These well-known brands are sold and resold in high volumes throughout the nation and have received rave reviews from users for their functionality, versatility, durability, and simplicity.
Coachmen Clipper Pop-up Trailer
Coachmen RV aims to make the camping experience a breeze with their Clipper Pop-Up line. As their company advertises, “The all-new Coachmen Clipper Camping Trailer has been engineered around one simple word… EASY! Easy to set up, easy to store, easy to use, and most importantly, easy to enjoy!”
Their “easy” design and use are evident in their many floor plans with some that can comfortably sleep up to 7 people. (Specifications for each floor plan can be obtained here.)
Owners can be assured that their camper is structurally sound with its many construction details: (1) a double-wide lifter system provides strength and stability that can withstand increased wind gusts; (2) the framing is made from E-coated tubular steel; (3) a “Glide-N-Lock” cable eliminates the need for support poles under the beds; and (4) X-Cable technology adds additional roof stability and prevents over cranking.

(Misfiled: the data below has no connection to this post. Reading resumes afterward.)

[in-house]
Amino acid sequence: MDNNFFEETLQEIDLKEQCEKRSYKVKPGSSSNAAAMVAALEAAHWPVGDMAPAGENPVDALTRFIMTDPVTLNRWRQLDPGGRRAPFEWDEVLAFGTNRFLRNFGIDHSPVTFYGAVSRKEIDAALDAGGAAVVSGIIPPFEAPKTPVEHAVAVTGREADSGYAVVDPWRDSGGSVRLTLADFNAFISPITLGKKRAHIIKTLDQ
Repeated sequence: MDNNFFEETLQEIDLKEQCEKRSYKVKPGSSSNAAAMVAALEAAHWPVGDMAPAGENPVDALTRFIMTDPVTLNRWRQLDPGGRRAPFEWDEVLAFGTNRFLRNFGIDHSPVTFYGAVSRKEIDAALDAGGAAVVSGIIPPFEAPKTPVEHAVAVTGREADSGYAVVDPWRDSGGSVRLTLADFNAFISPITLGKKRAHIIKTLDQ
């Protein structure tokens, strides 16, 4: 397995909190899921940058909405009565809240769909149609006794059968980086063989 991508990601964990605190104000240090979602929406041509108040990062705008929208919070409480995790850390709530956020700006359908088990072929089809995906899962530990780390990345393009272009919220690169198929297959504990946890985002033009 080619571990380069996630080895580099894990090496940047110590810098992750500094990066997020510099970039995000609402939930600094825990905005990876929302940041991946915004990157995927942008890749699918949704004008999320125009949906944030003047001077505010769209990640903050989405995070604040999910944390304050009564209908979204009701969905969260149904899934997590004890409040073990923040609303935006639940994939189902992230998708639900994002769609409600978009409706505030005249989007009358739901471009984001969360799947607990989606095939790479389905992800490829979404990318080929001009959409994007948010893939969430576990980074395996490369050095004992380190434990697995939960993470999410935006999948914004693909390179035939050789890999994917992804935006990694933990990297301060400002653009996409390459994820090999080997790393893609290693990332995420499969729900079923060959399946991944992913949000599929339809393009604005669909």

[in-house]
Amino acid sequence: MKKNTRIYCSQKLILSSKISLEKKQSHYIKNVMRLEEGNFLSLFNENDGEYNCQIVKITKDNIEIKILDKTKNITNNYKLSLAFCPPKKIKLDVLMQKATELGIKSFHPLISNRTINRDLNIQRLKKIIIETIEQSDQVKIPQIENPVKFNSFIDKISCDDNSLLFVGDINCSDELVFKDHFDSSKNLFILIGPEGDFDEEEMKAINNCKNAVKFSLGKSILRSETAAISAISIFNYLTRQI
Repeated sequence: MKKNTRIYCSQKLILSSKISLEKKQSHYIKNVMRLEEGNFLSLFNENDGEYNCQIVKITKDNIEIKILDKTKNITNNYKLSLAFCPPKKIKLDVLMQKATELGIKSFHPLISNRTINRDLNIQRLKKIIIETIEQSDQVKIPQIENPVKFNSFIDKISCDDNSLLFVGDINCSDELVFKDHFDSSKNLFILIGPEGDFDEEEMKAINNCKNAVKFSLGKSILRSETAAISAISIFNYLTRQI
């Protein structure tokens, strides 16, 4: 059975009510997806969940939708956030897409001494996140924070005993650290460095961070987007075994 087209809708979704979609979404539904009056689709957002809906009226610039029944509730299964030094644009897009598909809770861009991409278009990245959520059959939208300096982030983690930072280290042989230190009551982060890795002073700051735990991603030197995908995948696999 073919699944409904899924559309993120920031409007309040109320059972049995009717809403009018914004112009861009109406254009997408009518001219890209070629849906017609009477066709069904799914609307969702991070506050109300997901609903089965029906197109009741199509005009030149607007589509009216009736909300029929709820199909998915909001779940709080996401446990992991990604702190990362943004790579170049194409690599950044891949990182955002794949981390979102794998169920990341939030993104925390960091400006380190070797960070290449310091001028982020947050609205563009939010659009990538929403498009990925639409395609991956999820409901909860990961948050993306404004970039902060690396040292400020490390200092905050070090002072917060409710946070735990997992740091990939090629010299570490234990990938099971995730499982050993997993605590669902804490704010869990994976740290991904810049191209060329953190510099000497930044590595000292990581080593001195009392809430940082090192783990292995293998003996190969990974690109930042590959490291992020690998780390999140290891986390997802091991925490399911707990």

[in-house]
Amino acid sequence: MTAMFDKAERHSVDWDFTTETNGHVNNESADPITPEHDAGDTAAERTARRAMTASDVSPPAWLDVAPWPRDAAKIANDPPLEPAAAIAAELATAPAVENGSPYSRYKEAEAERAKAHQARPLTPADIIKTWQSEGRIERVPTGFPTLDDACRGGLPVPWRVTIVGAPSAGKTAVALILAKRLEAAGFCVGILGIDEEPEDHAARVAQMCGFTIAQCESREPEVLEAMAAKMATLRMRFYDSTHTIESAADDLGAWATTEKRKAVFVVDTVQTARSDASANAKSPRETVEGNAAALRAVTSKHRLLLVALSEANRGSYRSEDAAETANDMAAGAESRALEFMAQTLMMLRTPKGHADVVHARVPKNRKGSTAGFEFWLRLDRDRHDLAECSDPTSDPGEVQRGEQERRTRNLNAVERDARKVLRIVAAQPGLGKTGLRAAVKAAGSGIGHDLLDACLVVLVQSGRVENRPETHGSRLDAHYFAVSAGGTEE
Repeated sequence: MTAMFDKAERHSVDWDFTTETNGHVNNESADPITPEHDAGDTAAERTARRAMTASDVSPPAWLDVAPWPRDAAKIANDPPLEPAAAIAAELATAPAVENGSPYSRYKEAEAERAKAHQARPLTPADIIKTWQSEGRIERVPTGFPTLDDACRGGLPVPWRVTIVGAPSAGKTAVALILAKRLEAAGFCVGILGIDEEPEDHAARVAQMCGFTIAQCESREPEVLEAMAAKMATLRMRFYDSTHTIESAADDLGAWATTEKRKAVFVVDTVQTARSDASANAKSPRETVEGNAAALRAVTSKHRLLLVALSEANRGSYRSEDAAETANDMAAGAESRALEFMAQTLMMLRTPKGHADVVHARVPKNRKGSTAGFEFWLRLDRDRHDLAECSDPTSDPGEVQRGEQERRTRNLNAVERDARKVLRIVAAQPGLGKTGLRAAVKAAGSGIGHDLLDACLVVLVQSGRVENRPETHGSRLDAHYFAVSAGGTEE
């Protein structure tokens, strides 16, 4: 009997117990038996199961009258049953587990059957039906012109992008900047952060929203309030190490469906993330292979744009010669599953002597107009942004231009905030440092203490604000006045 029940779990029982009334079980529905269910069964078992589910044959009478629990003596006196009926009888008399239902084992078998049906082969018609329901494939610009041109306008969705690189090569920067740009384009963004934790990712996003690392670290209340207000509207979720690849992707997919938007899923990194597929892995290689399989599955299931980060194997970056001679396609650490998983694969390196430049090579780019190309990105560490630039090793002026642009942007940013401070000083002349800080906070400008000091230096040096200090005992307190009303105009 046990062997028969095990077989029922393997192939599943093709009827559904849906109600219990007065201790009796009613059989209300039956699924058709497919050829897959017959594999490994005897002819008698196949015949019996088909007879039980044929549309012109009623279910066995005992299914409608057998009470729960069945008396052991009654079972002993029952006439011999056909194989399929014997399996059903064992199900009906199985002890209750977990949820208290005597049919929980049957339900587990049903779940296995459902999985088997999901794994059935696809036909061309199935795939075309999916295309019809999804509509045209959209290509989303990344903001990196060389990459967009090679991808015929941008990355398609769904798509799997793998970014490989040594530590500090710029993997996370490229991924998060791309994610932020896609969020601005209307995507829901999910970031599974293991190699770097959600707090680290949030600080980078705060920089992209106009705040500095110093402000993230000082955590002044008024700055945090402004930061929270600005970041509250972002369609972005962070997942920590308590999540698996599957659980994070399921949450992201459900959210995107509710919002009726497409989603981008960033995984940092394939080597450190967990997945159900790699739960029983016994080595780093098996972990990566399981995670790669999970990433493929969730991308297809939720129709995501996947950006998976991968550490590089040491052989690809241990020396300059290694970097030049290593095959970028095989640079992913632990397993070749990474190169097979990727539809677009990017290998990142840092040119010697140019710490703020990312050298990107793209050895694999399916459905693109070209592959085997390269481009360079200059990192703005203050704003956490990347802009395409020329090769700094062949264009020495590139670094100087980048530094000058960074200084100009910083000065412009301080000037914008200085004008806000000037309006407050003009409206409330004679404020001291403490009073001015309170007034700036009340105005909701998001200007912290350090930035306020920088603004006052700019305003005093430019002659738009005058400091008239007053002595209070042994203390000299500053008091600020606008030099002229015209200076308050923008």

Set-up and breakdown involve using a cordless drill and a drill bit to raise and lower the roof. The same tools extend and retract the four heavy-duty scissor-style stabilizing jacks.
Whatever Clipper model customers choose, they are sure to find loads of storage options inside the unit, under seating, and outside in the optional slideout bins. Amongst the many upgrades to each floor plan, some plans offer a bath package, which is a Modular Cassette Potti/Shower.